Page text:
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Ok I figured out how to make the GUI class and the sorting class but can seem to figure out how to implement the comparable class. I need to create rectangles of random sizes and then sort them out. Any help is appreciated thanks again.

import java.util.*;
import java.applet.Applet;
import java.awt.*;
import java.awt.event.*;

import javax.swing.*;



public class TwoSorts extends Applet implements ActionListener

{
private final int APPLET_WIDTH = 600;
private final int APPLET_HEIGHT = 600;
Button sort;
Label sort_label;
String pr_name;
int[] random = new int[20];
int[] sorter = new int[20];


public void init()

{

    sort = new Button("Sort");
    add(sort);
    sort.addActionListener(this);
    sort_label = new Label("Orange Selection / Black Bubble");
    add(sort_label);
    randomGen(random);
    sorter = random; 
    setBackground (Color.white);
    setSize (APPLET_WIDTH, APPLET_HEIGHT); 
}  

private void randomGen (int...random) {


    for (int i = 0; i < 20; i++){
        random [i] = (int) (20 +(Math.random()*300-20));
        }
}

public void paint(Graphics g)
{
    for (int i = 0; i < 20; i++ ){


        g.setColor(Color.blue);
        g.fillRect((int) (10 + (i*50)), 300, 50, ((random[i])));
        g.setColor(Color.black);
        g.fillRect((int) (10 + (i*50)), 300, 25, (sorter[i]));
    }

    g.drawRect (20, 30, 130, 50);
  sort.setLocation(0,220);
  sort_label.setLocation(0,270);
  sort_label.setSize(400,30);
}


public void actionPerformed(ActionEvent e) {


    Sorting.selectionSort(random);
    Sorting.insertionSort (sort);
    repaint();

}
}

Here is my sort class

    import java.awt.event.ActionEvent;


 public class Sorting{

    public static void selectionSort (Comparable[] list)    {

        int min;
        Comparable temp;

        for (int index = 0; index < list.length-1; index++)
        {
            min = index;
            for (int scan = index+1; scan < list.length; scan++)
                if (list[scan].compareTo(list[min]) < 0)
                    min = scan;

            temp = list[min];
            list[min] = list[index];
            list[index] = temp;
        }
    }

    public static void insertionSort (Comparable[] sorter)  {

        for (int index = 1; index < sorter.length; index ++){
            Comparable key = sorter[index];
            int position = index;
            while (position > 0 && key.compareTo(sorter[position-1]) < 0){
                sorter [position] = sorter[position-1];
                position--;
            }

            sorter[position] = key;
        }
    }

And then here is my comparable class where I need some help

    public class width implements Comparable {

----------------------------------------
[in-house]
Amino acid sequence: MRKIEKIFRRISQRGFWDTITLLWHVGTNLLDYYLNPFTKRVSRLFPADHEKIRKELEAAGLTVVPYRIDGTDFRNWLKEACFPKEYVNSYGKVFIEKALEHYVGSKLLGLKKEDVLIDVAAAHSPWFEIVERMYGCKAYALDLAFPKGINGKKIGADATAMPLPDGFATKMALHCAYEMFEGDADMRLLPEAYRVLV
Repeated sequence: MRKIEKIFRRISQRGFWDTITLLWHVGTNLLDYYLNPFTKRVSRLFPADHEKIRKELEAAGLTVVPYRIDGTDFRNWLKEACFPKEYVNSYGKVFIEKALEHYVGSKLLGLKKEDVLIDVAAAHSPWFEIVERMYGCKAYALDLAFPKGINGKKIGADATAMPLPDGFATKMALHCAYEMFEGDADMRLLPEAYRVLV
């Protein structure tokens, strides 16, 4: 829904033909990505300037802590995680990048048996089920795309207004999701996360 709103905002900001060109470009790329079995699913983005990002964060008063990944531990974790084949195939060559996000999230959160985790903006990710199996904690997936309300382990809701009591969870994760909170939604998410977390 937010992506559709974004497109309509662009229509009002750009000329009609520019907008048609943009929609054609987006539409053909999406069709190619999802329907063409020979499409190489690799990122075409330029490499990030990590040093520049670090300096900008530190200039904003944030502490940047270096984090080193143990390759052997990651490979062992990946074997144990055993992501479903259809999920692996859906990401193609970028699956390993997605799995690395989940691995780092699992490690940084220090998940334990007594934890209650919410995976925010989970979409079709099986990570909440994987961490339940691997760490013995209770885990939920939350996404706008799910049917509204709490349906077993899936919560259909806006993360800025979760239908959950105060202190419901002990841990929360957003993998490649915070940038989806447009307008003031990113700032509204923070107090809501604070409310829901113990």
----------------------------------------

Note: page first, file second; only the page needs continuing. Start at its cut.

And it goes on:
int[] random = new int[20];
int[] sorter = new int[20];



@Override
public int compareTo(Object o) {

    int result = 0;

    if(random[1] == sorter[1])
        result = random.length;
    return result;

}
share|improve this question
    
What does it mean for one width object to be "less than" (or "greater than") another? –  Code-Apprentice Nov 6 '12 at 4:18
    
Im not sure what you mean –  blankwall Nov 6 '12 at 4:19
    
You have class width implements Comparable which means that you want to compare two width objects to each other. So if you declare width w1 and width w2. How do you decide whether w1 comes before w2, or vice versa, when you sort them? –  Code-Apprentice Nov 6 '12 at 4:23
    
It means they would not be equal. My question is how to get one instance of my array to be able to compare them. I have an array of 20 and i need to compare item 1 vs 2 then 2 vs 3 and so on and so forth every time I click the button I want it to compare the next set –  blankwall Nov 6 '12 at 4:23
    
okay, let's back up. What are the items in your array? –  Code-Apprentice Nov 6 '12 at 4:24

1 Answer 1

Your comparable class should be whatever you're sorting. In this case you're generating a random array of int, so you don't actually need to implement compareTo, because Integer has already implemented compareTo. You would create a new class width if the things you were sorting were more complicated than integers.

For example, if your Applet had a bunch of circles it was going to sort by size, you would have something like:

public class Circle implements Comparable<Circle> {
    private Point center;
    private double radius;

    public Circle(double radius, Point center) {
        this.center = center;
        this.radius = radius;
    }

    // Other drawing functionality

    public int compareTo(Circle c) {
        if (c.radius > radius) return -1;
        if (c.radius == radius) return 0;
        return 1;
    }
}

You see? Our object is more complicated, so we need to teach Java how to compare one circle to another, because it doesn't know.

share|improve this answer
    
The Circle class needs to implement Comparable<Circle> to get the signature of the compareTo method right. But, does this make sense as a way to compare all circles? This seems to be an application-specific requirement, and so I'd use a Comparator<Circle> instead. –  Eric Jablow Apr 21 '13 at 11:16

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